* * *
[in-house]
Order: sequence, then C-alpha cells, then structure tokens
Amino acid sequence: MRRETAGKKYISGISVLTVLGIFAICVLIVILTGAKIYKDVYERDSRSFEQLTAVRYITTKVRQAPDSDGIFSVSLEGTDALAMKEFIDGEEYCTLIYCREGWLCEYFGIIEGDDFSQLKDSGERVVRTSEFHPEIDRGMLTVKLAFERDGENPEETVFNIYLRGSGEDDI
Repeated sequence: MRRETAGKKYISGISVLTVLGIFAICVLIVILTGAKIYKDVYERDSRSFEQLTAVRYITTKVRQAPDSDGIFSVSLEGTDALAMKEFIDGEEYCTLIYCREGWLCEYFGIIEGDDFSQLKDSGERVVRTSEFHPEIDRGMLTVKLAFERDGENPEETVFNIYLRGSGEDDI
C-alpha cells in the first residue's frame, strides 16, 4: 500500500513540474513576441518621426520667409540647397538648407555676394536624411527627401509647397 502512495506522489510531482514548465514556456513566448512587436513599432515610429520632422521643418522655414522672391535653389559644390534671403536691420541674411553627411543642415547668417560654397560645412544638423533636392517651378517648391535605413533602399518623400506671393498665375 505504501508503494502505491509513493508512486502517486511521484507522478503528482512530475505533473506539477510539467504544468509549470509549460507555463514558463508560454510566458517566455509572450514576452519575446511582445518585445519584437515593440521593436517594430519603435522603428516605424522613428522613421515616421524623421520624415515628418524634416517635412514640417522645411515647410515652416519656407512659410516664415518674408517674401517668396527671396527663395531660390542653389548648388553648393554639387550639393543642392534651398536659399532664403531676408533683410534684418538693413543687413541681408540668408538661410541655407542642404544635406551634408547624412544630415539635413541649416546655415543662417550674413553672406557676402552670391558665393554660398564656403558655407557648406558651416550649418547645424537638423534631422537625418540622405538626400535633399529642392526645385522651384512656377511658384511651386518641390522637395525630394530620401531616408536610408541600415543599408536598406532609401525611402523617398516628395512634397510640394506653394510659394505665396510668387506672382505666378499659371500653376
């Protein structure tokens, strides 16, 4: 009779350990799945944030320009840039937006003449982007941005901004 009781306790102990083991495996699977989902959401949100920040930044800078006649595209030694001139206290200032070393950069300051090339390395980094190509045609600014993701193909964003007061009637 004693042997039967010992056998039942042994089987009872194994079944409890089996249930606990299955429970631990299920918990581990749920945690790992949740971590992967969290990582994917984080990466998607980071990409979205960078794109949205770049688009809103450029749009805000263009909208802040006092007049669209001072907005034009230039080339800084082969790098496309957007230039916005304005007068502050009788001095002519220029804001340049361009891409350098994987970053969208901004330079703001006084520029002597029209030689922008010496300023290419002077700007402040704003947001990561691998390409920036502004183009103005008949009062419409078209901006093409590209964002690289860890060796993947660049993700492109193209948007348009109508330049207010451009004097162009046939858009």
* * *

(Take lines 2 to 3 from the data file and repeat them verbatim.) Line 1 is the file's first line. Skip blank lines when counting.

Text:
Order: sequence, then C-alpha cells, then structure tokens
Amino acid sequence: MRRETAGKKYISGISVLTVLGIFAICVLIVILTGAKIYKDVYERDSRSFEQLTAVRYITTKVRQAPDSDGIFSVSLEGTDALAMKEFIDGEEYCTLIYCREGWLCEYFGIIEGDDFSQLKDSGERVVRTSEFHPEIDRGMLTVKLAFERDGENPEETVFNIYLRGSGEDDI